Cons: Though certainly not undersized, Cates is relatively smaller for the position. That might somewhat limit his potential usage and upside in certain schemes. He has previously been suggested as a potential projection to more of an H-back role. As mentioned above, there’s room to improve in his blocking. He is solid in this area at the FCS level but will of course see more challenging matchups at the pro level. Continued work on his technique and strength at the point of attack will be of benefit.
Wrapping Up: Being named as 2019 first team All-Pioneer League at receiver says plenty about Cates’ impact as a pass catcher. His 51 receptions for 627 yards and 9 touchdowns concluded a superb collegiate career in which the Tight End prospects showed progress and increased influence each season. With his smooth movement and receiving abilities, there’s the potential to prove a bargain late or undrafted. NFL Comparison: Jacob Hollister.
35. Bill Murray, DL, William & Mary. Grade: HPFA
Height: 6’4. Weight: 300lbs.
Pros: With many fringe prospects putting out unofficial workouts to try and catch the attention of the NFL, Murray was able to get something more legitimate on record early on. Part of the TEST Football Academy pro day event, Murray got more concrete testing completed, including laser timing. His numbers included an impressive 4.93 dash (1.61 split), 32.5” vertical, 9-4 broad and 30 reps on the bench. He’s reportedly gotten leaner and more athletic in his movements even since the start of the 2019 season.
The combination of size and strength are the primary appealing traits for the next level. Murray has a broad frame with good length. His big hands deliver an impactful punch with good extension into contact. His well-placed hands and core strength combine to knock O-linemen off balance and create good push to close the pocket. When able to leverage well, Murray shows disruptive qualities and potential to threaten the QB from the interior. There are good reactions off the snap, aggressive intent and a strong motor. The latter shows up in his pursuit, chasing down ball carriers to the sidelines.
Cons: Murray can prove inconsistent in applying himself at the point of attack. What’s quickly notable in his film is a tendency to jump upright often out of his stance. The Tribe defensive lineman can get overly narrow in his base with poor pad level. While his natural power minimizes the issues, he can negate one of his key advantages and will be more notable at the NFL level. While there’s some potential as an interior pass rusher, there’s rawness in his rush plans. Murray requires more polished upper body technique and execution of rush moves.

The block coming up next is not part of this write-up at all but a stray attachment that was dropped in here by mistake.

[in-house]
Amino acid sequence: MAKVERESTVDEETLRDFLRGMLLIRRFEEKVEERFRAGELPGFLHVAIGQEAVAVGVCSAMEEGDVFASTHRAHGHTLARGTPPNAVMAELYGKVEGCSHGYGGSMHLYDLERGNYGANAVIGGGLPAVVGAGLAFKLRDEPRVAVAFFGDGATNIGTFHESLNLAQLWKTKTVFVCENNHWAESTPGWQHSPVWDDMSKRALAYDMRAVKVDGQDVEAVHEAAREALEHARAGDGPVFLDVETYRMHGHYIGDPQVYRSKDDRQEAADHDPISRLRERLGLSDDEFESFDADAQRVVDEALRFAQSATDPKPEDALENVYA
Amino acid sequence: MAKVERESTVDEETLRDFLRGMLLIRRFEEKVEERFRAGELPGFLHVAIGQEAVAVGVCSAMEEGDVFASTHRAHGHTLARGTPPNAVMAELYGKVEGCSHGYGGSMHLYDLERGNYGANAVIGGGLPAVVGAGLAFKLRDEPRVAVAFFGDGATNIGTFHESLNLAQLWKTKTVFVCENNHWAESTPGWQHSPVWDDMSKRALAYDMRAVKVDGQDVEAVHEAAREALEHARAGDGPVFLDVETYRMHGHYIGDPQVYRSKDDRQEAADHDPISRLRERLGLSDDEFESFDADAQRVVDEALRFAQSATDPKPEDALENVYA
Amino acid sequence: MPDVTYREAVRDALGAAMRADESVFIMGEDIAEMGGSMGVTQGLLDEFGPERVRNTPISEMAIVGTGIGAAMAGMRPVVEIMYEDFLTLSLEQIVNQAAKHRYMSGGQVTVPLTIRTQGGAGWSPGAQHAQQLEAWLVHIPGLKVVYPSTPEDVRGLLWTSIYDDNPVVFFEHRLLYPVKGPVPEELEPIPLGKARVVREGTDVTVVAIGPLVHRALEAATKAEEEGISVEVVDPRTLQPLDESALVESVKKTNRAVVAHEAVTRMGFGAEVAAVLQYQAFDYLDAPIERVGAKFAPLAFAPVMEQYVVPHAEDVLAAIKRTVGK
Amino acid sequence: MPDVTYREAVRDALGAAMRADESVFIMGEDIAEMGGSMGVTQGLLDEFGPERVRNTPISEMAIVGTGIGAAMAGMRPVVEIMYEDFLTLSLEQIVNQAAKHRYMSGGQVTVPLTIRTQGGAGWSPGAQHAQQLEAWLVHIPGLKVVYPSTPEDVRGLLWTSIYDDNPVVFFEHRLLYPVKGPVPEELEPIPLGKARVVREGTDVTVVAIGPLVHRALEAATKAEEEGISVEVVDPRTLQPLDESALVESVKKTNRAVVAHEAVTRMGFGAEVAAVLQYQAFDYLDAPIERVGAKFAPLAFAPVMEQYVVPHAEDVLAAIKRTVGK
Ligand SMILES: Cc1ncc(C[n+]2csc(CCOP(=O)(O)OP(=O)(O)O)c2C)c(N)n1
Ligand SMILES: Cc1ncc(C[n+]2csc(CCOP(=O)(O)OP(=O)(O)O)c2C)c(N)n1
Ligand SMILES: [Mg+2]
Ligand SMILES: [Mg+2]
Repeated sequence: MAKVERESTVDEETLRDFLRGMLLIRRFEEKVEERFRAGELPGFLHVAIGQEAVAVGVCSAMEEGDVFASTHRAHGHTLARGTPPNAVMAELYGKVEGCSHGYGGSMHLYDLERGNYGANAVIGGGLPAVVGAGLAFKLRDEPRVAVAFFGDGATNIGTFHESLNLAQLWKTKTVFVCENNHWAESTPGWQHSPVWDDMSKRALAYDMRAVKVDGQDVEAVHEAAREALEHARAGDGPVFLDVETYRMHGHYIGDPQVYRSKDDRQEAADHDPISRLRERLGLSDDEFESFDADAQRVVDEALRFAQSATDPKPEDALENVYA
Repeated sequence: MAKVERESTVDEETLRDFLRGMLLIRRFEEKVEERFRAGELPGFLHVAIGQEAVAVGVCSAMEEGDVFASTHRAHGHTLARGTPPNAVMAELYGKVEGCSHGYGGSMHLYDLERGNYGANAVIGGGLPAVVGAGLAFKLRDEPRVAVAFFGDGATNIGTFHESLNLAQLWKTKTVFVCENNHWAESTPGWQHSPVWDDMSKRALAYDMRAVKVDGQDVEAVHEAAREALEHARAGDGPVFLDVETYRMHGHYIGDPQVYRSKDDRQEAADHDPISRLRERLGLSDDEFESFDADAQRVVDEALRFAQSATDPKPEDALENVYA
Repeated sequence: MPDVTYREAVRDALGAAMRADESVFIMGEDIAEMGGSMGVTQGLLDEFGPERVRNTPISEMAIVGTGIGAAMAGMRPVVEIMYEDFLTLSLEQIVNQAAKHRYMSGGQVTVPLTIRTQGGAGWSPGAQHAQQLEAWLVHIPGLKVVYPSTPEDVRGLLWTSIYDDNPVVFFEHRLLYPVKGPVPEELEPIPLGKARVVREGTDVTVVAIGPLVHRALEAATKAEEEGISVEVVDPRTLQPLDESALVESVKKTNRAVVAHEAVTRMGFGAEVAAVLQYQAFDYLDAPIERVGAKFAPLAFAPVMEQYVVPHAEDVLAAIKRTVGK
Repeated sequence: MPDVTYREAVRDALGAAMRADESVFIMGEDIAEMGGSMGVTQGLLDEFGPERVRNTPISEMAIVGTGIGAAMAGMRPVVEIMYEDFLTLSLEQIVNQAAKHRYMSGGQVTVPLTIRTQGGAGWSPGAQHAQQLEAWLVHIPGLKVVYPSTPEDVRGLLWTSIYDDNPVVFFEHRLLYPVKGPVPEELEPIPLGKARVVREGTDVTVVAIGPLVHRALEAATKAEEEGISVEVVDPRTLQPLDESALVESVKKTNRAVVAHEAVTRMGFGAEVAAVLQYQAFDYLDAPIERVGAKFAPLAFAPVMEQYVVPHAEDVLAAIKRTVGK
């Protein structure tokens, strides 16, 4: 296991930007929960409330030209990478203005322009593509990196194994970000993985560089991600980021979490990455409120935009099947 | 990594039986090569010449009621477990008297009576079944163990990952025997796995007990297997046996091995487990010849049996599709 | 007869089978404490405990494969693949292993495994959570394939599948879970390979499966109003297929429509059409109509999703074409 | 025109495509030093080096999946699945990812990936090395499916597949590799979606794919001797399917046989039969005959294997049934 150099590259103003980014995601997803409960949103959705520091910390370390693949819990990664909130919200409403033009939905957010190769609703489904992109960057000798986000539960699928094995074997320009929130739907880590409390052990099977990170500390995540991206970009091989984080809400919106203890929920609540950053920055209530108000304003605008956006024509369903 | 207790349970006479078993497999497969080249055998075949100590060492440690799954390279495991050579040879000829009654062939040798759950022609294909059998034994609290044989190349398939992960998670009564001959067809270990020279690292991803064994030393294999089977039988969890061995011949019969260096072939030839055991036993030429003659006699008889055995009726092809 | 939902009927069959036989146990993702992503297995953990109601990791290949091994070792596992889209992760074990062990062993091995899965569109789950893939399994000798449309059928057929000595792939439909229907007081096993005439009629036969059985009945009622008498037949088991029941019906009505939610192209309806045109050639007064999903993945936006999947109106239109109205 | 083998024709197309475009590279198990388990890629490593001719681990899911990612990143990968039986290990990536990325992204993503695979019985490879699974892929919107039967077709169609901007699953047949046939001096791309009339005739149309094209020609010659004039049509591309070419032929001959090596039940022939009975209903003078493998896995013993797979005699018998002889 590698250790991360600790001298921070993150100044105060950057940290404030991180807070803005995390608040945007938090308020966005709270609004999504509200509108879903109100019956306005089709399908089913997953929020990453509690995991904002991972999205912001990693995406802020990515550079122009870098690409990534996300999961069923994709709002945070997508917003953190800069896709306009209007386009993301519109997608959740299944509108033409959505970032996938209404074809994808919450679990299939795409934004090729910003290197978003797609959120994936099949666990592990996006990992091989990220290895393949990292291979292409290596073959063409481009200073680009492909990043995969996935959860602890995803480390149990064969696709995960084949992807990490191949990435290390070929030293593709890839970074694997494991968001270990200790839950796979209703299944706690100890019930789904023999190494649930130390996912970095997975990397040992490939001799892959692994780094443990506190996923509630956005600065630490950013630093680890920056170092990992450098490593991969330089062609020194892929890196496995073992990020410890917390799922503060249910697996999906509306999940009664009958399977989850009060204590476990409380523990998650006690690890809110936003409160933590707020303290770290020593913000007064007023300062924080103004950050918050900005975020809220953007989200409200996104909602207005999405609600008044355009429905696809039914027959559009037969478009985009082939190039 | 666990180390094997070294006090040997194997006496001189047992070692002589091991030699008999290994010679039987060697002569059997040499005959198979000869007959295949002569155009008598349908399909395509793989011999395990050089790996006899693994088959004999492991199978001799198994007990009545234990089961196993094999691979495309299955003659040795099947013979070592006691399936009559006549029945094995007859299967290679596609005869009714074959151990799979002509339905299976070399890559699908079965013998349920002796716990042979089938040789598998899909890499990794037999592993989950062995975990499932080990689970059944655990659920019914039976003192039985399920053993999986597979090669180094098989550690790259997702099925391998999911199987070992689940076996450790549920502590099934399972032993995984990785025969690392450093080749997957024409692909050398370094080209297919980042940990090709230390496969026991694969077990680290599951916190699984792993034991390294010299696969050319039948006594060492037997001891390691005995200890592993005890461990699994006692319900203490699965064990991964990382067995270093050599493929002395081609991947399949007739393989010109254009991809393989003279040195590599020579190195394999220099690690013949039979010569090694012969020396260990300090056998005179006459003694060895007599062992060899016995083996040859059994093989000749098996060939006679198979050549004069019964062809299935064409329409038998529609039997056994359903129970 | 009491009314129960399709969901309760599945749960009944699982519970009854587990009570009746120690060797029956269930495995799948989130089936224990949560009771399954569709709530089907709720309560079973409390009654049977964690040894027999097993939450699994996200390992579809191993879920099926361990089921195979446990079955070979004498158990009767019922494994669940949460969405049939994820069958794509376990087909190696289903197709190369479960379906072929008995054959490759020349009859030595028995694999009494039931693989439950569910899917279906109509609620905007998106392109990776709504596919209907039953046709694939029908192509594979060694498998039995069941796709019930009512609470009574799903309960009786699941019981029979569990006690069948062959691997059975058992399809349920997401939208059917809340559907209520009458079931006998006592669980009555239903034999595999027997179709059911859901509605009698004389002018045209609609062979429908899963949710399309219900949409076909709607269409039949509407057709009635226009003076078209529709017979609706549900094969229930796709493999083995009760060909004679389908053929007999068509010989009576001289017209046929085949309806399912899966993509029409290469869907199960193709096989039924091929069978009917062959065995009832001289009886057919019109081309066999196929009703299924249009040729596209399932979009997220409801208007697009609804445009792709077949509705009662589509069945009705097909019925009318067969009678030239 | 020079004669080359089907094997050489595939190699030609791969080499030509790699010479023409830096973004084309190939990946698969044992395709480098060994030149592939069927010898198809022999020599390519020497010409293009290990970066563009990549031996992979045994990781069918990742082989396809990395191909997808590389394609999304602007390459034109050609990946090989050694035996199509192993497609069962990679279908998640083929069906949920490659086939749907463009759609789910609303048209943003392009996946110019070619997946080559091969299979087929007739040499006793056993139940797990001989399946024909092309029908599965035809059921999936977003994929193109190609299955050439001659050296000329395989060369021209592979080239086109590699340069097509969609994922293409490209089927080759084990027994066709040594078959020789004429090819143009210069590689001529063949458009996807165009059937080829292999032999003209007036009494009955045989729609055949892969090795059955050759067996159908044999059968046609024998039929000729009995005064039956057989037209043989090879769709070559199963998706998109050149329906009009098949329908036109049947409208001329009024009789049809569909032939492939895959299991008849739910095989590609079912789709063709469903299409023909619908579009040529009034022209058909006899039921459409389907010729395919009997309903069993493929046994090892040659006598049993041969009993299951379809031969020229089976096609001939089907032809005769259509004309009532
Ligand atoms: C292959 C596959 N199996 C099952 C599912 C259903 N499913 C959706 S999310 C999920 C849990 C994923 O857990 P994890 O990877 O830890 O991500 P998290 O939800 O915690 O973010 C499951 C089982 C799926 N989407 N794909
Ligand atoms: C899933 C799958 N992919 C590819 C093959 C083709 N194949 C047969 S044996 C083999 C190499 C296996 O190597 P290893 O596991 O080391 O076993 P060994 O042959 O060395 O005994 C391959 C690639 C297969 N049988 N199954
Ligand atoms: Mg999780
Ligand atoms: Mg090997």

Wrapping Up: Though playing at a lower level, Murray stood out often in a key matchup with Virginia early in his senior season. Moving well at that time, he’s reportedly toned his physique further at this time. The Gridiron Showcase attendee has had a positive pre-draft process. There’s developmental potential should he sharpen up some technical inconsistencies. NFL Comparison: Hassan Ridgeway.
36. Broc Rutter, QB, North Central (IL). Grade: HPFA
Height: 6’2”. Weight: 204lbs.
Pros: Though doing so at the Division 3 level, Rutter has a ton of experience. Over his four seasons he started all 51 games for the Cardinals. He finished strongly, leading North Central to their first National title win and winning the Gagliardi Award given to the most outstanding player at the D3 level. Dominating the competition, his production has been ridiculous, regardless of level. In 2019, Rutter completed 71% of passes for 4591 yards, 56 TDs and only 5 interceptions.
What most appeals about Rutter is his exceptional feel for the position, poise in the pocket and decision making. He’s a savvy passer with impressive touch on his throws and fantastic accuracy. The Cardinals QB gets into rhythms at times where he seemingly can’t miss. There’s a presence to him in the pocket, excelling in his understanding of the offense. He executes with calmness, confidence and composure. Though not a standout athlete, he makes some smart decisions when tucking the ball to run.
The throwing mechanics are relatively lengthy but with a quick motion and release. Stepping into his throws smoothly, his passes leave the hand cleanly with a consistent spiral that contributes to his reliable ball placement. Rutter shows impressive anticipation and timing on his throws, both on shorter passes and deeper down the field. At the Hula Bowl All-Star event, Rutter had an outstanding 2-minute drill to close the half with a touchdown, showing his signature poise to attending scouts.